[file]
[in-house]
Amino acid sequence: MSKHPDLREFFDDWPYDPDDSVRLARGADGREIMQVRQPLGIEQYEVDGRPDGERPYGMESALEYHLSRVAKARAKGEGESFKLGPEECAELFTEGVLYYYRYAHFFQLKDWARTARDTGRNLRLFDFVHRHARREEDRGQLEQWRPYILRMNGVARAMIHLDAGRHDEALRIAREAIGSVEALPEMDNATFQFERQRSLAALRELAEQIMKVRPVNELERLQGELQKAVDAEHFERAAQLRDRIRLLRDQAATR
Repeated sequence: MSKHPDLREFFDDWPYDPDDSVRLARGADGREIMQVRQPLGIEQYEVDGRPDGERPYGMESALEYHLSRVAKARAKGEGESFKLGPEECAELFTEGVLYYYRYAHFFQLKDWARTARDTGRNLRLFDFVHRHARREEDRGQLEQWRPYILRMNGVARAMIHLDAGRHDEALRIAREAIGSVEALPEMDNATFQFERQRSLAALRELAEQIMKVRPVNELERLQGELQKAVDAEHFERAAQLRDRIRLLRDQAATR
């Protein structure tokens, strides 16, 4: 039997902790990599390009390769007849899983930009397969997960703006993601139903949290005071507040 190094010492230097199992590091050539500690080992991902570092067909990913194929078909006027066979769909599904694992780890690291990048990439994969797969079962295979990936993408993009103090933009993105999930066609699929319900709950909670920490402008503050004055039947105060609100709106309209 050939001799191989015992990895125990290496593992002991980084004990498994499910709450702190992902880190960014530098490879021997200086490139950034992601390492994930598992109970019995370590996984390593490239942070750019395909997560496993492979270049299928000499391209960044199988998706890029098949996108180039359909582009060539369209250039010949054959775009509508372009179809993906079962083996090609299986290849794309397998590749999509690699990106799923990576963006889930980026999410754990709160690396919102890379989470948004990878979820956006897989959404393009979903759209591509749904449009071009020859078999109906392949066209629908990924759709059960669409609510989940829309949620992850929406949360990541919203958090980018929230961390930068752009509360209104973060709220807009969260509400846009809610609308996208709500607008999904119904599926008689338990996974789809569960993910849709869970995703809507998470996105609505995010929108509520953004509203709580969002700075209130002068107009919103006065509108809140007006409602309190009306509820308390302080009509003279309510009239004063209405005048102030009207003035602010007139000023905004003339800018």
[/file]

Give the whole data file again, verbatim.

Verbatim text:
[in-house]
Amino acid sequence: MSKHPDLREFFDDWPYDPDDSVRLARGADGREIMQVRQPLGIEQYEVDGRPDGERPYGMESALEYHLSRVAKARAKGEGESFKLGPEECAELFTEGVLYYYRYAHFFQLKDWARTARDTGRNLRLFDFVHRHARREEDRGQLEQWRPYILRMNGVARAMIHLDAGRHDEALRIAREAIGSVEALPEMDNATFQFERQRSLAALRELAEQIMKVRPVNELERLQGELQKAVDAEHFERAAQLRDRIRLLRDQAATR
Repeated sequence: MSKHPDLREFFDDWPYDPDDSVRLARGADGREIMQVRQPLGIEQYEVDGRPDGERPYGMESALEYHLSRVAKARAKGEGESFKLGPEECAELFTEGVLYYYRYAHFFQLKDWARTARDTGRNLRLFDFVHRHARREEDRGQLEQWRPYILRMNGVARAMIHLDAGRHDEALRIAREAIGSVEALPEMDNATFQFERQRSLAALRELAEQIMKVRPVNELERLQGELQKAVDAEHFERAAQLRDRIRLLRDQAATR
């Protein structure tokens, strides 16, 4: 039997902790990599390009390769007849899983930009397969997960703006993601139903949290005071507040 190094010492230097199992590091050539500690080992991902570092067909990913194929078909006027066979769909599904694992780890690291990048990439994969797969079962295979990936993408993009103090933009993105999930066609699929319900709950909670920490402008503050004055039947105060609100709106309209 050939001799191989015992990895125990290496593992002991980084004990498994499910709450702190992902880190960014530098490879021997200086490139950034992601390492994930598992109970019995370590996984390593490239942070750019395909997560496993492979270049299928000499391209960044199988998706890029098949996108180039359909582009060539369209250039010949054959775009509508372009179809993906079962083996090609299986290849794309397998590749999509690699990106799923990576963006889930980026999410754990709160690396919102890379989470948004990878979820956006897989959404393009979903759209591509749904449009071009020859078999109906392949066209629908990924759709059960669409609510989940829309949620992850929406949360990541919203958090980018929230961390930068752009509360209104973060709220807009969260509400846009809610609308996208709500607008999904119904599926008689338990996974789809569960993910849709869970995703809507998470996105609505995010929108509520953004509203709580969002700075209130002068107009919103006065509108809140007006409602309190009306509820308390302080009509003279309510009239004063209405005048102030009207003035602010007139000023905004003339800018």